Trusts and Estates

Common Questions: Trusts

Reviewed by Betsy Simmons Hannibal, Attorney
Learn more about trusts, how they work, and whether you might need one.

Many attorneys recommend trusts to their clients, but not everyone needs a trust. Here are some questions and answers to help you decide if a trust might be useful in you situation.

Q: What's a trust?

A: A trust is a legal agreement that names someone to hold property for the benefit of others. The trustee is the person or company that manages trust property and “beneficiaries” are the people who benefit from the trust. A living trust is a trust created while the property owner is alive and it is revocable for the lifetime of the trust maker. In contrast, a “testamentary trust” is one that takes effect when the trust maker dies. Some people use a will in addition to a trust to distribute their property.

Q: Is there an advantage in using a trust instead of a will?

A: The main advantage to using a trust is that a trust helps to avoid probate. Probate is the court process though which assets are transferred and debts are paid off. The process can be very expensive and can take a long time.

There are some other advantages as well. They include:

  • A trust has the ability to cover things that a will can't cover. Examples include retirement accounts, jointly owned property and life insurance policies.
  • A will becomes public after the property owner dies. However, a trust stays private. Only the beneficiaries and the trustee are informed of the trust.
  • A trust can be more flexible than a will. This helps those who have complicated relationships and need a complicated estate plan. For example, a husband in a second marriage might want his current wife to be able to live in their house before his interest passes to his children from his first marriage.
  • A trust doesn't have to transfer all the property at once, instead in can transfer property over time. A parent could set up a trust to take care of the bills of an adult child with special needs without burdening their child with a lump payment. Similarly, parents of young children or young adults may want to provide payments monthly or yearly until the children become mature enough to handle their own money.
  • Some trusts can be designed to reduce estate taxes. However, most estate taxes affect only the very rich.

Q: What are the disadvantages to using a trust?

A: A trust may take longer to create than a will and can be more expensive. This is because trusts are usually more complicated than a basic will. However, in many situations, a trust can save money in the long run.

When you compare the cost of a will with the cost of a trust, also consider whether your estate will have to go through probate and look into how much that may cost. You may find that using a trust to avoid probate is well worth the cost of making a trust. You can do this research yourself using the internet and good self-help books, or an estate planning lawyer can walk you through both options.

Q: What's the difference between a revocable trust and an irrevocable trust?

A: A revocable trust is one that can be modified or revoked at any time. This type of trust normally becomes irrevocable when the trust maker dies. An irrevocable trust cannot be changed.

Q: What is a living trust and how do they work?

A: A living trust is a common type of trust used to transfer trust property to beneficiaries without probate. After you make a living trust, you transfer property into the trust and you become the trust’s trustee. A living trust is revocable, so you can change it during your lifetime. After you die, the trust becomes irrevocable and your successor trustee distributes trust property to beneficiaries following the terms of the trust.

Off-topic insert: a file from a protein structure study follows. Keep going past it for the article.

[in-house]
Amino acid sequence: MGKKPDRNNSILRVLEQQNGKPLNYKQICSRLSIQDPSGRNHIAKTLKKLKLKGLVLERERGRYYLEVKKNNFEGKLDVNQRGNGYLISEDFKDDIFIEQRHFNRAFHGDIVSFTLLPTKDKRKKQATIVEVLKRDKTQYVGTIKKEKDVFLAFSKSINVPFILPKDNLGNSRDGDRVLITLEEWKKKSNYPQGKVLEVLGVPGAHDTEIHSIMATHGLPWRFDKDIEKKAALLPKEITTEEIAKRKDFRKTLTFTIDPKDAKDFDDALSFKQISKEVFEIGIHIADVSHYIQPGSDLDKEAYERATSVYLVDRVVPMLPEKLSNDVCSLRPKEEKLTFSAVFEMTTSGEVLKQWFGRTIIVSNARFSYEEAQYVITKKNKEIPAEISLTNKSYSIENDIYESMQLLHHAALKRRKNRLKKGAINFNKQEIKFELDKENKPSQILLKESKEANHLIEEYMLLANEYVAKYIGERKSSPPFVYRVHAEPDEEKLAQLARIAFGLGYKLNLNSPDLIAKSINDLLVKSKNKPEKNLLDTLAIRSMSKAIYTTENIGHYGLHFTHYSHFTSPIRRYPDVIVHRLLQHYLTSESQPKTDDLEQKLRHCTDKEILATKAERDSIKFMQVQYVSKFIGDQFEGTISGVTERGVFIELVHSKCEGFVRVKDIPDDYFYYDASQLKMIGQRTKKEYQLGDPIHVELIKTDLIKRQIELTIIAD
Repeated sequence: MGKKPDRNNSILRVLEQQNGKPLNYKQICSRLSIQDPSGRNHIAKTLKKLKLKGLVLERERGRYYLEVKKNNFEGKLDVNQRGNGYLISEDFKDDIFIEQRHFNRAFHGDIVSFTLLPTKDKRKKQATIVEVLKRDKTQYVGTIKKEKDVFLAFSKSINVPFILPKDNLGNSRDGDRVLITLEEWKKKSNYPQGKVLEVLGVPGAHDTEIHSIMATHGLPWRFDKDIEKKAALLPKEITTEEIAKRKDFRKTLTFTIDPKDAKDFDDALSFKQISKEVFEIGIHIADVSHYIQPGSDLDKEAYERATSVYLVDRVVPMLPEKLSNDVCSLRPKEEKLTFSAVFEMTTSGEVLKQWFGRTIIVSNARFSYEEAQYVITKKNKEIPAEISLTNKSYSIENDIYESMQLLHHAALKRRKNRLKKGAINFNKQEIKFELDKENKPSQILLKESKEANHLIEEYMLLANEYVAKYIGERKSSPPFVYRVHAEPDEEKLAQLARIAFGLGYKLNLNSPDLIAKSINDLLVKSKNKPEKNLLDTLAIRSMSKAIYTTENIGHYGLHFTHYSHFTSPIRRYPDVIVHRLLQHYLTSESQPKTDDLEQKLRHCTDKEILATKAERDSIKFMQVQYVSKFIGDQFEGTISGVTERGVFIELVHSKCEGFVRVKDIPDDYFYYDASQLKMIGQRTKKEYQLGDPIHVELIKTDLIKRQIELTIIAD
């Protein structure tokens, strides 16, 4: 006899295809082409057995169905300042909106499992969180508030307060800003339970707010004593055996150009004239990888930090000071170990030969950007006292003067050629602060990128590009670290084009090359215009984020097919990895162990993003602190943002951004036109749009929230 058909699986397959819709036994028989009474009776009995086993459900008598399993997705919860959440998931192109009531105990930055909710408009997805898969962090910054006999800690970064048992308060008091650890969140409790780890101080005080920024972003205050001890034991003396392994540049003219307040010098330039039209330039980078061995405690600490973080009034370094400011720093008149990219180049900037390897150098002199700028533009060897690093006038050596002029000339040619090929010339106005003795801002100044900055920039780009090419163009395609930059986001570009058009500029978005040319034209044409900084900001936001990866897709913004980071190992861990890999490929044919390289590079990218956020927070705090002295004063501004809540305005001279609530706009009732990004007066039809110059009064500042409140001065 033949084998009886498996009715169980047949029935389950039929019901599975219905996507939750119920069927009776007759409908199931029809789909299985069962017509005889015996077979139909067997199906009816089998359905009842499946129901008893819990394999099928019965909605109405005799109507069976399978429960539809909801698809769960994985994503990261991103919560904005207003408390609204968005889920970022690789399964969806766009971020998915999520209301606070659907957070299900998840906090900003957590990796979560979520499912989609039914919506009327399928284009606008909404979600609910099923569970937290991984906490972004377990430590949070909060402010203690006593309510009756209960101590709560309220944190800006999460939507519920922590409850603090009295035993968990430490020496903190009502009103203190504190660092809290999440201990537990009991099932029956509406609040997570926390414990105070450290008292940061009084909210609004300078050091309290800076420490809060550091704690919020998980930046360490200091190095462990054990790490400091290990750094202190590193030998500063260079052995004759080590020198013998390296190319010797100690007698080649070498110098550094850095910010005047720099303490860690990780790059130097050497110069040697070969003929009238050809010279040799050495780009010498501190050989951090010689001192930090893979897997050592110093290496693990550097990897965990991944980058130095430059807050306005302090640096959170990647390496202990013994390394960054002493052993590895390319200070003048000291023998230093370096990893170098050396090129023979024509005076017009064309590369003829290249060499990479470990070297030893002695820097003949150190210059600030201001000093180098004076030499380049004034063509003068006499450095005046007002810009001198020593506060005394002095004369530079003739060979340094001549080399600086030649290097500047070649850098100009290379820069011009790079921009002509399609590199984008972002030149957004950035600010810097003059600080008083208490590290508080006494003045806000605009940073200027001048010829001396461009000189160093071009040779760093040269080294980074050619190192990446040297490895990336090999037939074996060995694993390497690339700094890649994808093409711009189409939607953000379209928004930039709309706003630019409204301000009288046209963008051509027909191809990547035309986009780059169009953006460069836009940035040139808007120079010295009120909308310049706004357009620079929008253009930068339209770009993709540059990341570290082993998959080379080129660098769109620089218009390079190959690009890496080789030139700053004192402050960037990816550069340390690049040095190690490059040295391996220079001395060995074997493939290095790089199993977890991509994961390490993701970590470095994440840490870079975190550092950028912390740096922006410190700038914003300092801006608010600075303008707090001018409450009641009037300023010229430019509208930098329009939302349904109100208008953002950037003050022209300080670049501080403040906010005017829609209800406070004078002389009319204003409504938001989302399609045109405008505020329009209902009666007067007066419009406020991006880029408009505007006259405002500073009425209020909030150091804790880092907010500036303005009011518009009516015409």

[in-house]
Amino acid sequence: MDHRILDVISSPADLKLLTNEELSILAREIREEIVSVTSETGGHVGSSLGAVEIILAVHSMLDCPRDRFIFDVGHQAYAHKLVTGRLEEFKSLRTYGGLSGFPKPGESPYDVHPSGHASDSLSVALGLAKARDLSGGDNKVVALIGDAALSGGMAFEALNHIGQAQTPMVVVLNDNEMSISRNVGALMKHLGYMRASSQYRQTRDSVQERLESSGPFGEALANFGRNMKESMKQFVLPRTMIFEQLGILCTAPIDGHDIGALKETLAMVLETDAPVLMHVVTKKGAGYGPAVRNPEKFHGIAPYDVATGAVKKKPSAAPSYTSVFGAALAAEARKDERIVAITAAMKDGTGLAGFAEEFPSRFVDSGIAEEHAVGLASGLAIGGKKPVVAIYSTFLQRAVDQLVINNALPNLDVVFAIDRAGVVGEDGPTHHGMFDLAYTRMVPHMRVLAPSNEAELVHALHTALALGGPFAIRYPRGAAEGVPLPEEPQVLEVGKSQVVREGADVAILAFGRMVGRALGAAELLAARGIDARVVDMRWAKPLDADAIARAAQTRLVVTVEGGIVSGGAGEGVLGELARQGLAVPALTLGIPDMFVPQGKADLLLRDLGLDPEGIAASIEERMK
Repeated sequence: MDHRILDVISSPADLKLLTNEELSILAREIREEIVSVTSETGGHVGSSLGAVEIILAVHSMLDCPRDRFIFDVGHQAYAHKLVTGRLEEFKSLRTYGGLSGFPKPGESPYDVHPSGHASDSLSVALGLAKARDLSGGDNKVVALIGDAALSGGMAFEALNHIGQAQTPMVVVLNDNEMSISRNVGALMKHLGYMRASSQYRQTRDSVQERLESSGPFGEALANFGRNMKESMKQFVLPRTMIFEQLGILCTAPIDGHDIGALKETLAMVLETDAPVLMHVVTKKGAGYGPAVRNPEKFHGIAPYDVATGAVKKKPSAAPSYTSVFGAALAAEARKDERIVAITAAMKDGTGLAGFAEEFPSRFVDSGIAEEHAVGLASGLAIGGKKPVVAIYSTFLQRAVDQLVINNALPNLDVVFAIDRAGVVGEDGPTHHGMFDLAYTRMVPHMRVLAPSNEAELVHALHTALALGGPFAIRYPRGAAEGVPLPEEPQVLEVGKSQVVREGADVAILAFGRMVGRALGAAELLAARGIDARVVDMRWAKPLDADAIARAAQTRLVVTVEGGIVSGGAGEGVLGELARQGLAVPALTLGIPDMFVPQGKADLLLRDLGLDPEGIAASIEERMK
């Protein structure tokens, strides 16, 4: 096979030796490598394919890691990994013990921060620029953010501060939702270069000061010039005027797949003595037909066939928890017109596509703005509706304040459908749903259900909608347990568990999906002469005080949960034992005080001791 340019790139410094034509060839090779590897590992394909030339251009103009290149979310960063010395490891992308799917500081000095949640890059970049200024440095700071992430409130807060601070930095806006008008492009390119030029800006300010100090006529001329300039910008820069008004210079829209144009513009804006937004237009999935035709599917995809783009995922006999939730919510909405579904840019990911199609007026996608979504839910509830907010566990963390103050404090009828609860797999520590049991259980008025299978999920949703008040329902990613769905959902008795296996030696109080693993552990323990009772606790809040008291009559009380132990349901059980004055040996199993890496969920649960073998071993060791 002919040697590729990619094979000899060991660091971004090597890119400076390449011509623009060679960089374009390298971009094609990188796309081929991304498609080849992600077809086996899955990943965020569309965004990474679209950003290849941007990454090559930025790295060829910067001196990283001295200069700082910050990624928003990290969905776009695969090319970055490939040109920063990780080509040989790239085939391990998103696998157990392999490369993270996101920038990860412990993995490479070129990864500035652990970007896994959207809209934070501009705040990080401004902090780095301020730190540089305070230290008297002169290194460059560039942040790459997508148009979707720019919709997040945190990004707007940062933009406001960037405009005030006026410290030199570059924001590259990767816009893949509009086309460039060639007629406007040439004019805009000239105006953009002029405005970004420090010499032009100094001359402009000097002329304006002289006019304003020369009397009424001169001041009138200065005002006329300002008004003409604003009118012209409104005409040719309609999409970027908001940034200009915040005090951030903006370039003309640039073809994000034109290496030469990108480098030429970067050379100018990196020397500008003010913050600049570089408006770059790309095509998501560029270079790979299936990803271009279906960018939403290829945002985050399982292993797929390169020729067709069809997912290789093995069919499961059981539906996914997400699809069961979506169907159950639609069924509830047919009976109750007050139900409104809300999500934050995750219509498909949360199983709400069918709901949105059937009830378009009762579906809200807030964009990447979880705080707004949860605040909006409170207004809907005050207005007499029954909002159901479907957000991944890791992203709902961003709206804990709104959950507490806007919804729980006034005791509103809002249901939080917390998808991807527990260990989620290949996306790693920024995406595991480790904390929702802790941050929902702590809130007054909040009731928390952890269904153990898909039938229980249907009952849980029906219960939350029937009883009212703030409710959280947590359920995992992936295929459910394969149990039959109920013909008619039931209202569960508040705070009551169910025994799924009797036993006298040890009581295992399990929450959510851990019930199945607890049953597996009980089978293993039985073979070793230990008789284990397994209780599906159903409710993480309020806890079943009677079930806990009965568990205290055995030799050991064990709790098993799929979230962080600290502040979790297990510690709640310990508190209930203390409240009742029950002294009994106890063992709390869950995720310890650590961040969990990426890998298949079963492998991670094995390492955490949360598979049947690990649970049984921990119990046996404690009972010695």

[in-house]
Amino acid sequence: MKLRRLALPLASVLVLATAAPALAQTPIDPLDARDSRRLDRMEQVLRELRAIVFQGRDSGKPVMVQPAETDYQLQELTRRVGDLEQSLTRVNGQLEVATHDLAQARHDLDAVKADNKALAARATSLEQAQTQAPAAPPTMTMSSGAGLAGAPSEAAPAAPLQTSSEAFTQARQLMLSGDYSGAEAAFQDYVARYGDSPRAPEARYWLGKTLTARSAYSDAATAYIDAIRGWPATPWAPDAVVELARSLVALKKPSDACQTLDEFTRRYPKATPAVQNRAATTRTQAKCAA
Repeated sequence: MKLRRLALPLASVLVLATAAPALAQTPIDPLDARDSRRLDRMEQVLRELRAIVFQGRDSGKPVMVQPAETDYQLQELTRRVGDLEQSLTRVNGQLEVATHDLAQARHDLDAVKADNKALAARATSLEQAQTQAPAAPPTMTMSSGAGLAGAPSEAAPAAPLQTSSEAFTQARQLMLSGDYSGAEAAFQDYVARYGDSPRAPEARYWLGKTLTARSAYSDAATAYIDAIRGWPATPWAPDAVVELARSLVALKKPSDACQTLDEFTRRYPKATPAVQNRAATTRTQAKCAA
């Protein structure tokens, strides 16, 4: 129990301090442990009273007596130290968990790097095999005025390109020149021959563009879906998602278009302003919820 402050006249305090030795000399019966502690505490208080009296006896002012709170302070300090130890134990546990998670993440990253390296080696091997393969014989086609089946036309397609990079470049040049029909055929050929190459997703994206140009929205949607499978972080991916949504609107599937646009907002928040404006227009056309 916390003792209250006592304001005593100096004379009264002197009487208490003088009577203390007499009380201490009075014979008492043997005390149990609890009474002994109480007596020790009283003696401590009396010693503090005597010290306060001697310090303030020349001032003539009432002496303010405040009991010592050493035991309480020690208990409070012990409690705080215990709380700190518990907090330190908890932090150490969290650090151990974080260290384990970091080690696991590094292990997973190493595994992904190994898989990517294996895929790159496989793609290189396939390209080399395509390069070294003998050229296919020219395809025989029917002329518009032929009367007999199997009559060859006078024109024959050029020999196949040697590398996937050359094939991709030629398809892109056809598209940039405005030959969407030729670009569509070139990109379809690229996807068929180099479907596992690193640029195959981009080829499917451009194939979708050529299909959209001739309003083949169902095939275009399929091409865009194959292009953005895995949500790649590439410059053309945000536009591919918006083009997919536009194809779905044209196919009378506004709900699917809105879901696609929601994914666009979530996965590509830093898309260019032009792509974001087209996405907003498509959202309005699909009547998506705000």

Q: What is an AB trust?

A: An AB trust is like a living trust, but when the trust maker dies, an AB trust splits into two buckets: One bucket of property goes directly to beneficiaries, and property in the other bucket is set aside for use by another person before it passes on to the final beneficiaries. AB trusts are most often used as marital trusts, because they allow a surviving spouse to use the deceased spouse’s property before the property passes to deceased spouse’s children.

For many years, couples also used AB trusts avoid or reduce estate taxes. However, most couples no longer need to worry about estate taxes because married couples can leave more than $10 million dollars with no federal estate tax liability. That said, AB trusts can still be useful to couples with more modest estates in states that have estate taxes with lower exemption amounts.

Q: My father created an AB trust that allows his spouse to use the trust property until she dies. I am supposed to receive any remaining property. After my father's death, can his spouse, who isn't my mother, revoke the trust and disinherit me?

A: After your father dies, the AB trust becomes irrevocable. The surviving spouse can't revoke the trust. Limits on what she can do with the property depend on the terms of the trust.

Q: Is there any way to contest a trust?

A: A trust can be contested just like a will. A trust contest could be successful if the trust maker was mentally incompetent, forced, unduly influenced, or deceived when setting up the trust.

Q: Can a trust override a will?

A: A trust can override a will in certain situations. For example, if you transfer your diamond ring into your living trust, technically the trust becomes the owner of the ring, not you. So if you use your will to leave the ring to you granddaughter, but you name your niece to get it through your trust, your trust would override your will because your trust, not you, owned the ring when you died. There are some exceptions to this general rule. See a lawyer if you have a specific question.

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